Warning – this unit was last revised in 2007
Unit 18: Communication
The Driving Instructor’s Handbook
“Is concerned with pupil’s understanding of instruction, appropriateness of language, and use of jargon (with or without explanation). Includes the ability to adapt and to use language and terminology likely to be familiar to the particular pupil and not to overload them with over-technical and complex explanations.” – From the examiner’s marking guidelines (ADI1)
Everything you say needs to be understood. This may seem simple and obvious, but when you put this into context of (for example) explaining how the clutch works, you realise that you would use very different language when dealing with a mechanic or a nail technician. Watching your customer’s reactions to your explanations will help with this – the glazed look, or the nod of agreement can be small clues as to whether something is understood or over their head.
Be aware of how things are interpreted, and if necessary, ask your customer to repeat things back to you, in the way that they have understood them. Watch for inaccuracies, or easily twisted phrases.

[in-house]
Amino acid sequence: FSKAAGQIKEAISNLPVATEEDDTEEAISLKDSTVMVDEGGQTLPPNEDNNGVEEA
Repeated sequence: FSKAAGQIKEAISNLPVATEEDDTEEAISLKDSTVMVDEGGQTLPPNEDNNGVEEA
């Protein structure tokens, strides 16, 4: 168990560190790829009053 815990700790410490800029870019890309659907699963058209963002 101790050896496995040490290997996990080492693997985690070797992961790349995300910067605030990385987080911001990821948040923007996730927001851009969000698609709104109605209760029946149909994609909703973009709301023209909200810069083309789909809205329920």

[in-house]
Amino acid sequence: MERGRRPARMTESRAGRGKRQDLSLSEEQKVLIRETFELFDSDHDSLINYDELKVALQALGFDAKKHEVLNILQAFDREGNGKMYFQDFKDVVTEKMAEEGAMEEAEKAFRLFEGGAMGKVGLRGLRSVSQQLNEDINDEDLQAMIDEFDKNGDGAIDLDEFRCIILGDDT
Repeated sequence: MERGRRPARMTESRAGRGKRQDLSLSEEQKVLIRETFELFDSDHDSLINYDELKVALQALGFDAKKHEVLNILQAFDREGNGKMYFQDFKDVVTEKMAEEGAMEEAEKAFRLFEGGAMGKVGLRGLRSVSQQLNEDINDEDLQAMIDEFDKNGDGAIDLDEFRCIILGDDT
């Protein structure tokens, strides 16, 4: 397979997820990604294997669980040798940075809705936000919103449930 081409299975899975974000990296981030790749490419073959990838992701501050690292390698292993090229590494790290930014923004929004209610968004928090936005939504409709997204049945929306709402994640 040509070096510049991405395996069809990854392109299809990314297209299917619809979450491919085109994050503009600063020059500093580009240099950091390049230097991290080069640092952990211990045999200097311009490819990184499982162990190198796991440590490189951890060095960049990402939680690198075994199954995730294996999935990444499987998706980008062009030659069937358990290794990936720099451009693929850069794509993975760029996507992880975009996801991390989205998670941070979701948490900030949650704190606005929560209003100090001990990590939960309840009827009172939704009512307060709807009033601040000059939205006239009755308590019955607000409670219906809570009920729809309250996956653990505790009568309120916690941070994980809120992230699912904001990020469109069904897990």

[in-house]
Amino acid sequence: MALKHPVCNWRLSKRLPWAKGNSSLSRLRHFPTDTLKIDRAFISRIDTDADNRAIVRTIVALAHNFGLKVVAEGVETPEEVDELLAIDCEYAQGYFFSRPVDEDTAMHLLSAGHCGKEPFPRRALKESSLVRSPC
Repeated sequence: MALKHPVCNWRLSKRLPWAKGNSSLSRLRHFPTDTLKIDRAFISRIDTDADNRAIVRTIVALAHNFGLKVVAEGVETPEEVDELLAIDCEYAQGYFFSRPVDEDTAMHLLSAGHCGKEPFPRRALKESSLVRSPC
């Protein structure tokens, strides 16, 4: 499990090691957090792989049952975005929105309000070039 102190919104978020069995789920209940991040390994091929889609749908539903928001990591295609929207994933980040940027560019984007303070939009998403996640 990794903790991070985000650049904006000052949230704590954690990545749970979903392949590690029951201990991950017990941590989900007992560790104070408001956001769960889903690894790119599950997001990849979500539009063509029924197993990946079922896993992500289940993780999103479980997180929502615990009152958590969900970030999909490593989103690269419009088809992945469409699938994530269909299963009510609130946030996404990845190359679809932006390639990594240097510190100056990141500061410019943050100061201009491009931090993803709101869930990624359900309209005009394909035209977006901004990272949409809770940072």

An awareness of your customer’s knowledge here is essential, so be aware of re-cap information, and during examinations, the “word picture” given to you by the examiner.
Remember the different way that people learn – a thinker may want more explanations, in order to be able to get a big picture before attempting something, a researcher may well have read up on something already, and a tryer may well be fidgetting with the controls – a sure hint that they just want to start doing it!
Clear words or jargon
Understanding and gaining agreement
Talk through the MSM/PSL routine on approach to a left turn without using the words “check” “signal” “manoeuvre” “position” or “speed”!
Explain the clutch to your trainer as they role-play:
A trainee mechanic
A nail technician